The South African is annoyed at the tour’s new regulation that its members must play two of the three events leading into Dubai to be eligible for the €6 million season finale.
Els, a four-times major champion who has been a member of the European Tour for nearly two decades, is clearly hurt that the tour does not seem bothered about whether he plays in Dubai.
“I don’t think they really care,” Els said wearily, when asked how the tour had reacted to the news that their most celebrated veteran member would not play in Dubai.
“Why would they make a decision like that and expect guys to play? It’s farcical. In my view it’s an absolute joke.”
Els, who is also a member of the US PGA Tour, said he understood why the European Tour wanted to coax its top players into contesting more of the big-money Asian tournaments.
“I can see (the tour’s point of view) but it’s crazy,” he said. “I’ve been playing both tours since 1994 and it’s been no problem but for some reason now the European Tour expect us to play a full schedule.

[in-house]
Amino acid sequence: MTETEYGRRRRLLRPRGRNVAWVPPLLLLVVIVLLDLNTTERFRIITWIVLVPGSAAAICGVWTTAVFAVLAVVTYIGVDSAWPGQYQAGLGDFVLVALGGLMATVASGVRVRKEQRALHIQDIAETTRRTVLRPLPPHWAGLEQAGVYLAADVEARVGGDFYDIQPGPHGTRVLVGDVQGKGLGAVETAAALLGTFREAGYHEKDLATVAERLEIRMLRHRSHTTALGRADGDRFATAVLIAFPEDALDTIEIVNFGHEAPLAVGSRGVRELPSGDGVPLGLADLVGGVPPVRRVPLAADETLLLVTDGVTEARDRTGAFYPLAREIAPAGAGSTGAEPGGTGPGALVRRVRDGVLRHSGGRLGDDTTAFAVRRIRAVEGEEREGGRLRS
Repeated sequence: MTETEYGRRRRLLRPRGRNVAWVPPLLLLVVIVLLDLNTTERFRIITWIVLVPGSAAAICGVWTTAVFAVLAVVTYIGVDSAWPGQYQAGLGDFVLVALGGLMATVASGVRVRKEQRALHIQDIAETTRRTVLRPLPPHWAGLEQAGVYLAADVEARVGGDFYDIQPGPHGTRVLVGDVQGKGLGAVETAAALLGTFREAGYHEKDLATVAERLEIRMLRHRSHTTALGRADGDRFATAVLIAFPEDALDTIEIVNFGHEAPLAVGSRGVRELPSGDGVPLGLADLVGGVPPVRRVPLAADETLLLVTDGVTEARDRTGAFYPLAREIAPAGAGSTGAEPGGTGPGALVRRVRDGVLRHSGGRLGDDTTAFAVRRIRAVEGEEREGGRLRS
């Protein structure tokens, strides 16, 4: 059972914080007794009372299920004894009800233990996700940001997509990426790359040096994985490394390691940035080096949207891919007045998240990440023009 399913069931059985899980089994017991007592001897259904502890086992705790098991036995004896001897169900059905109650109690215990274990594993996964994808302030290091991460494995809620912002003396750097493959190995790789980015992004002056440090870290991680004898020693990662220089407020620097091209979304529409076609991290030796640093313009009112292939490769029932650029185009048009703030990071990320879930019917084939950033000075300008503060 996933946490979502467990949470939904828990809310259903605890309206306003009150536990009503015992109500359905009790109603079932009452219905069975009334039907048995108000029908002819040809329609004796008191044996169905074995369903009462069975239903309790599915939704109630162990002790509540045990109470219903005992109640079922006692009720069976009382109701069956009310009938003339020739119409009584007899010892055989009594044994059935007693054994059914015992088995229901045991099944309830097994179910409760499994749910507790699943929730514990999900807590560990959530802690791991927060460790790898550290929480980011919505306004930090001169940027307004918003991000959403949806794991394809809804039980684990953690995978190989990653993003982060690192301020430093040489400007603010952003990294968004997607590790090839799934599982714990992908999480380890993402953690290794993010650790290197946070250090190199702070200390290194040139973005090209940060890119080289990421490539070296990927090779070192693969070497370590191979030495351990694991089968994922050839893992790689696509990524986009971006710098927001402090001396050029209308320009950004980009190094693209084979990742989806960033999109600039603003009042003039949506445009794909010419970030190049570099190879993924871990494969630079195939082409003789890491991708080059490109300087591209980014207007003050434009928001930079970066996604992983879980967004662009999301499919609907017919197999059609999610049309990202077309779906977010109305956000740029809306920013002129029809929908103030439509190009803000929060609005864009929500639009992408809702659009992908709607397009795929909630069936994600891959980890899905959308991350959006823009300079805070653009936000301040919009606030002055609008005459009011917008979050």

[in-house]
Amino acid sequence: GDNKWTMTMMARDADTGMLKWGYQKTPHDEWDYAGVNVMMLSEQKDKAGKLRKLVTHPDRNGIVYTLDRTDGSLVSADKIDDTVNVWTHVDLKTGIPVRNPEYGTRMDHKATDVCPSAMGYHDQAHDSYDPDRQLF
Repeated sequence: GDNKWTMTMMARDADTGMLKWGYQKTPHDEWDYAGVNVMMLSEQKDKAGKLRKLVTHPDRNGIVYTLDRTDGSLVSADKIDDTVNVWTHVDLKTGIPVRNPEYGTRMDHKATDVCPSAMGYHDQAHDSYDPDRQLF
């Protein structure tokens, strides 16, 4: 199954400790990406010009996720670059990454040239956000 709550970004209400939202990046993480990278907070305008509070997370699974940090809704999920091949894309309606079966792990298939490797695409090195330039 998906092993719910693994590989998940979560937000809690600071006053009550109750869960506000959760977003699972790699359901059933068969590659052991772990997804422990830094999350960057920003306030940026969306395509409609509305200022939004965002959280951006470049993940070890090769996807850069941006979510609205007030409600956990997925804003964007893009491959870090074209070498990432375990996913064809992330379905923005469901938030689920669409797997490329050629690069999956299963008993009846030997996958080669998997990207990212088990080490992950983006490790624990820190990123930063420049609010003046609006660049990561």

“We used to play seven events and you could keep your card in Europe. Now you have to play more than in America. (That is) the direction they’re going in. I just think it’s the wrong one.
“I’m going to have to look at my schedule. I was there for the growth of this tour, 22 years, and now they’ve making it almost impossible for me to remain playing the tour.
“All the good things I’ve done for this tour and a lot of other guys have done for this tour....they've given given me honorary membership and all that but the way they’re going is not the right direction.
“You could always play both tours. You’ve had Luke Donald and Rory McIlroy win both money lists.
“Now we have to make a decision where we never used to do that. Guys are not going to keep doing that. We’ve got families and schedules to keep.”
The two-out-of-three rule that has riled Els refers to the recent BMW Masters in Shanghai, the WGC-HSBC Champions tournament that ended in Shanghai on Sunday, and this week’s Turkish Airlines Open.
Els’s comments demonstrate the conundrum faced by the European Tour, which is struggling to keep up with the richer PGA Tour as more and more non-American players choose to play primarily in the US.
World number two Adam Scott, the Masters champion from Australia, quietly relinquished his European Tour membership a few years ago and now plays almost exclusively in the US and his homeland.
Els is 14th on the tour’s Race to Dubai standings. The top 60 players after this week’s Turkish Airlines Open qualify for Dubai.
The tour, however, is unlikely to ever lose its top European players — nearly all of whom covet Ryder Cup selection.
But the balancing act of trying to get the top players to compete regularly, without driving them off the tour altogether, will continue.